This flower produces patches of bright yellow foam along the roadside in June. As usual with plants whose English name includes the word ‘ Lady’ , this is a reference to the mother of Jesus. According to Grigson, Mary’s bedstraw when she gave birth was supposed to contain both this plant and bracken. The latter did not ‘acknowledge the child’ and lost its flowers, while the Galium ‘welcomed the child’ and blossomed on the spot, its flowers having changed from an ordinary white to a brilliant yellow. Look, I don’t know how a plant is supposed either to fail to acknowledge or to welcome anyone, I’m just reporting this stuff, OK? In any case, the legend seems to me to mark the incredibly bright yellowness of these flowers, and may also derive from the use of the plant in olden days to make mattress stuffing, because of the its honey and hay scented foliage.
The yellow ‘foam’ composed of tiny 4-petalled flowers
So why am I writing about this now, four months after I took the photo? Because I wanted a cheesy theme, and the French name for the plant, Caille-lait jaune, comes from its supposed ability to curdle (cailler) milk. Another name is Gaillet jaune – a mix of the preceding name and the Latin Galium, which in turn comes from the Greek gala, milk. However, just as with any story concerning virgin birth, it’s a good idea to check the facts. Plenty of websites, dictionaries and encyclopedias repeat the milk-curdling assertion, but there’s little evidence of the plant being used in this way, and in France the Appelation d’Origine Controlée regulations for cheese insist on the use of animal rennet. Those who have tested Galium verum on milk have found that it’s not verum or true at all: it has no coagulating properties – the myth is debunked on this French goats’ cheese site. It is said however, that it was used in the making of Cheshire cheese to impart a yellow colour and particular flavour – but this practice may have ceased by the 19th century.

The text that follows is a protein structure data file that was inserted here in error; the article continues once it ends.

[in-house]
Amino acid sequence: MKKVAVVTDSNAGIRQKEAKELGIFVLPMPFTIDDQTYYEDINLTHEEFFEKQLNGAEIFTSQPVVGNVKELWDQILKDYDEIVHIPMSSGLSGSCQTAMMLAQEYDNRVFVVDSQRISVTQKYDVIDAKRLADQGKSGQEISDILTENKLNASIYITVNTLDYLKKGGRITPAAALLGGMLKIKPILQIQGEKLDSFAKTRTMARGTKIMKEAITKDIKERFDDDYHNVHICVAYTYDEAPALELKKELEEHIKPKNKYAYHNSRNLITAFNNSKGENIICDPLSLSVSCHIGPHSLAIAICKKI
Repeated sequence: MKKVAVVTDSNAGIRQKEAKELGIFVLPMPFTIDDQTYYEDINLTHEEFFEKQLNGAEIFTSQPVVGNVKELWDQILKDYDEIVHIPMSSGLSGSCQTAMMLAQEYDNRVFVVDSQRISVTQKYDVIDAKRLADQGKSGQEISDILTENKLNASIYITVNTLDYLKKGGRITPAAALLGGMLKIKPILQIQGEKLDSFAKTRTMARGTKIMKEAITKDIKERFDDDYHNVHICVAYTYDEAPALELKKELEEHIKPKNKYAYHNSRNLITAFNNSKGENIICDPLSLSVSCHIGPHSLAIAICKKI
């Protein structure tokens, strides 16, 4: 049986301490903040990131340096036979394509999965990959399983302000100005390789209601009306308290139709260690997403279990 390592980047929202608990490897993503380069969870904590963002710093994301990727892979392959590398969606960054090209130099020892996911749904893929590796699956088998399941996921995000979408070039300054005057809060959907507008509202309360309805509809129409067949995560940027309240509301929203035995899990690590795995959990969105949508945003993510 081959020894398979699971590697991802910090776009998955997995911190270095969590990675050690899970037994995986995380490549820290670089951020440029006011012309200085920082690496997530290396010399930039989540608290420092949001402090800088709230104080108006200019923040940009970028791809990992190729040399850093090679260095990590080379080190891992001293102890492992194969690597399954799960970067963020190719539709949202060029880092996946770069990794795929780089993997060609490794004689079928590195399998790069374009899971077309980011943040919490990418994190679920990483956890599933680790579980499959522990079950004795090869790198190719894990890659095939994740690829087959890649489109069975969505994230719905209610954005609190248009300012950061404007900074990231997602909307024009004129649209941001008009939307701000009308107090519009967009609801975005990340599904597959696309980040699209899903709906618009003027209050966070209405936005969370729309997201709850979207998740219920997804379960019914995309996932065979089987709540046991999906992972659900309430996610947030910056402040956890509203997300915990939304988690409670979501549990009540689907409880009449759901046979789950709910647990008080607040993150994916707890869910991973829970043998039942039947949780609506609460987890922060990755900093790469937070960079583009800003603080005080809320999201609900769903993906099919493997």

So over to a more reliable story which started with my post about thistles (here). Regular commenter Ceridwen pointed out that thistles were used in the Extremadura region of Spain to curdle milk for cheese. Looking this up as she advised (see for example this web page on thistles) put me on the trail of the Torta del Casar, a sheep milk cheese from Casar de Càceres in Extremadura, a trail which ended in success in Valencia’s Mercat Central a few weeks ago. In fact it seems widely available in Spain – we saw the same cheese in a market in Barcelona too – though perhaps not abroad, since only about 10% of production is exported.
Thistle cheese and thistle stems
The cheese has ‘protected origin’ status since 1999, which means that it must be made in the Casar area, with milk from Merino and Entrefina sheep, whose milk yield is so low it takes the milk of 20 sheep to make a kilo of cheese, and there are now only about ten family dairy farms producing it. It has to be matured for at least 60 days, and is soft, protected by a round wooden box. Despite all that, it wasn’t expensive. The recommended way to eat it is to cut off the top like a lid, and scoop out the cheese with bread. The one we bought was maybe a bit firm for this, but it had a strong, mature salty taste which was quite unique, and went well with a bottle of red wine from the southern Spanish Bobal grape variety. We also found a jar of ‘cardo’ – cooked thistle stems – in the same market. Just some of the reasons why we intend to go back to Valencia.
Instant sheep cheese fondue
When I look something up in a dictionary, I always look around on the page for anything else interesting, and just above ‘GAILLET’ in Le Petit Robert I saw ‘GAILLARD’, meaning sprightly, as in ‘vieillard encore très gaillard’ which is a motto I’ll try to live up to now I’m in my 60s. And for jazz fans, there’s an obvious link : here’s the Slim Gaillard Trio with ‘Dunkin’ Bagels’ – in the coffee, not the cheese, but who cares with a performance that’s as much fun as this.
Coming up soon: Botany epitome. What can that be? Wait and see.